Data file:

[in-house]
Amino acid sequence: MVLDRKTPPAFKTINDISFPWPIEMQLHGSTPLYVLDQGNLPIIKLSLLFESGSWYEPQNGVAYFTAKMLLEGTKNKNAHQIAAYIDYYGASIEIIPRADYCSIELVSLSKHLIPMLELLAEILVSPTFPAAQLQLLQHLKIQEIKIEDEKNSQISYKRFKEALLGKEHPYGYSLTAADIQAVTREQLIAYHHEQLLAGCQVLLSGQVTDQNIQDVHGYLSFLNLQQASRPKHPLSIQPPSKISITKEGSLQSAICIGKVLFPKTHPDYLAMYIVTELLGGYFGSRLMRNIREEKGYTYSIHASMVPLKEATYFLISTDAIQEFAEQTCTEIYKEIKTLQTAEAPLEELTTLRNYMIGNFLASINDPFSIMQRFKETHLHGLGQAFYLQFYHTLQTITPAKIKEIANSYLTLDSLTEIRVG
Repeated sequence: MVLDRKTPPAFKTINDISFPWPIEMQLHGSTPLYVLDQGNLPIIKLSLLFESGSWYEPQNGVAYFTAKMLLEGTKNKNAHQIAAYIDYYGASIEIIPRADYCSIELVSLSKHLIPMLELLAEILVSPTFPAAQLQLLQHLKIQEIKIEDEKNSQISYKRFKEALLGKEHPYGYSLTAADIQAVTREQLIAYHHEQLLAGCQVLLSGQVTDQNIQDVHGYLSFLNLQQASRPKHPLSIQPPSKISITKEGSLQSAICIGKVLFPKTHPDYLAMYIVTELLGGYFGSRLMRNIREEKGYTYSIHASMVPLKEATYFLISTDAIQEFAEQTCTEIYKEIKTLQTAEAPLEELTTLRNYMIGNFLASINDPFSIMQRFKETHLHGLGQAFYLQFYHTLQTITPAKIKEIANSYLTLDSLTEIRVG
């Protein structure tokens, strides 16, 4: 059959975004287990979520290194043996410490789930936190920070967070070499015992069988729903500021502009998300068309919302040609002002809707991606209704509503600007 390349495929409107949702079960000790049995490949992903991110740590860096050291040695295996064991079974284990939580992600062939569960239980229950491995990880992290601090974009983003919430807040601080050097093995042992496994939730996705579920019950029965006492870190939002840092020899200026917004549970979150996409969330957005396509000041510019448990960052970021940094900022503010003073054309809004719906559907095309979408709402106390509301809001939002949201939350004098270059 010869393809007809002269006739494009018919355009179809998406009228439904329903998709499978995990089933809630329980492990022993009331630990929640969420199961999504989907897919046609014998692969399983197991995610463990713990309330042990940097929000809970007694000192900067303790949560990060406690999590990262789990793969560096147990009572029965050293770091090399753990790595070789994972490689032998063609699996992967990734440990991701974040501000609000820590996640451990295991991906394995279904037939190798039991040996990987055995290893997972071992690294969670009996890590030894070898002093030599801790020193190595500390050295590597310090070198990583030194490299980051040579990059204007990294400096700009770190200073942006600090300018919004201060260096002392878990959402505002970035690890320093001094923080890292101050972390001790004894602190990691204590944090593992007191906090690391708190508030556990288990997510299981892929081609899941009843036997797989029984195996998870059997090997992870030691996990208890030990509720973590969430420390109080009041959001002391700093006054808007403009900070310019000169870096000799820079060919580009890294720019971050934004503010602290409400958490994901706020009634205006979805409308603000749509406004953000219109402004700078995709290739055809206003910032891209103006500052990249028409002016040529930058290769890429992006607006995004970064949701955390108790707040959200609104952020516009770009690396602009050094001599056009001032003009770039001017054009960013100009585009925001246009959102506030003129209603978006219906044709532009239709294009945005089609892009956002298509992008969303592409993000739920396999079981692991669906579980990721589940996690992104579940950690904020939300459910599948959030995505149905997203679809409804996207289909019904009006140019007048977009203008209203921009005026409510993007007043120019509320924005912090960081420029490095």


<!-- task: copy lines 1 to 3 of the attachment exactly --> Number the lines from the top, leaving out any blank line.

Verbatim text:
[in-house]
Amino acid sequence: MVLDRKTPPAFKTINDISFPWPIEMQLHGSTPLYVLDQGNLPIIKLSLLFESGSWYEPQNGVAYFTAKMLLEGTKNKNAHQIAAYIDYYGASIEIIPRADYCSIELVSLSKHLIPMLELLAEILVSPTFPAAQLQLLQHLKIQEIKIEDEKNSQISYKRFKEALLGKEHPYGYSLTAADIQAVTREQLIAYHHEQLLAGCQVLLSGQVTDQNIQDVHGYLSFLNLQQASRPKHPLSIQPPSKISITKEGSLQSAICIGKVLFPKTHPDYLAMYIVTELLGGYFGSRLMRNIREEKGYTYSIHASMVPLKEATYFLISTDAIQEFAEQTCTEIYKEIKTLQTAEAPLEELTTLRNYMIGNFLASINDPFSIMQRFKETHLHGLGQAFYLQFYHTLQTITPAKIKEIANSYLTLDSLTEIRVG
Repeated sequence: MVLDRKTPPAFKTINDISFPWPIEMQLHGSTPLYVLDQGNLPIIKLSLLFESGSWYEPQNGVAYFTAKMLLEGTKNKNAHQIAAYIDYYGASIEIIPRADYCSIELVSLSKHLIPMLELLAEILVSPTFPAAQLQLLQHLKIQEIKIEDEKNSQISYKRFKEALLGKEHPYGYSLTAADIQAVTREQLIAYHHEQLLAGCQVLLSGQVTDQNIQDVHGYLSFLNLQQASRPKHPLSIQPPSKISITKEGSLQSAICIGKVLFPKTHPDYLAMYIVTELLGGYFGSRLMRNIREEKGYTYSIHASMVPLKEATYFLISTDAIQEFAEQTCTEIYKEIKTLQTAEAPLEELTTLRNYMIGNFLASINDPFSIMQRFKETHLHGLGQAFYLQFYHTLQTITPAKIKEIANSYLTLDSLTEIRVG